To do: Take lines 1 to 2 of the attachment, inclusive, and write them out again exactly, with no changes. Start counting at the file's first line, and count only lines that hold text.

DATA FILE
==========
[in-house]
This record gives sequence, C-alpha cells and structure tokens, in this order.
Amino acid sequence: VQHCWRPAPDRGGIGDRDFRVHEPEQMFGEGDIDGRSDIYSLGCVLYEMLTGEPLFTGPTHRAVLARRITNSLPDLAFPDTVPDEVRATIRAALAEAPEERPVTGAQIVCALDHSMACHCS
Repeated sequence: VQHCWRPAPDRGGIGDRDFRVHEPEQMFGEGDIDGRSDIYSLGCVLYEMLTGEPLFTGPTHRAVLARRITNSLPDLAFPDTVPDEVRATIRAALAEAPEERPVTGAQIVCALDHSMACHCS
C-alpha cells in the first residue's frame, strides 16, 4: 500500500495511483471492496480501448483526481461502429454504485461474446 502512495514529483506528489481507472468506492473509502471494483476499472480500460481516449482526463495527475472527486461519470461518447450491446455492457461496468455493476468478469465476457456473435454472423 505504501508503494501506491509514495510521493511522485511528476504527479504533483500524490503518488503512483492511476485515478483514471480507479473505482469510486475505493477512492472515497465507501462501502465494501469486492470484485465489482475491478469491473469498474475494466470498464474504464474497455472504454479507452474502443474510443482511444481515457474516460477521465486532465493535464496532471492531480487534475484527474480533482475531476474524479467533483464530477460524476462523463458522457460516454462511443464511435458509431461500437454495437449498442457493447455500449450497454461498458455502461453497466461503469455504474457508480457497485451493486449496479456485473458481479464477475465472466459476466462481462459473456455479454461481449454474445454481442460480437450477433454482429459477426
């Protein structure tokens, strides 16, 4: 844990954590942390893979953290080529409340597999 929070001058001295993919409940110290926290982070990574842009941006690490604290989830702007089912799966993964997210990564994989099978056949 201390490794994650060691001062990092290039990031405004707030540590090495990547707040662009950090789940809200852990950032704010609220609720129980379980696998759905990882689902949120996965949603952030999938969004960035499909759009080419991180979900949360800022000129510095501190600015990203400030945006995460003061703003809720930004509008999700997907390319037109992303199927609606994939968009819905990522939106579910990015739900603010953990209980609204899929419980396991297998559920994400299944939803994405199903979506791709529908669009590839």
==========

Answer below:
[in-house]
This record gives sequence, C-alpha cells and structure tokens, in this order.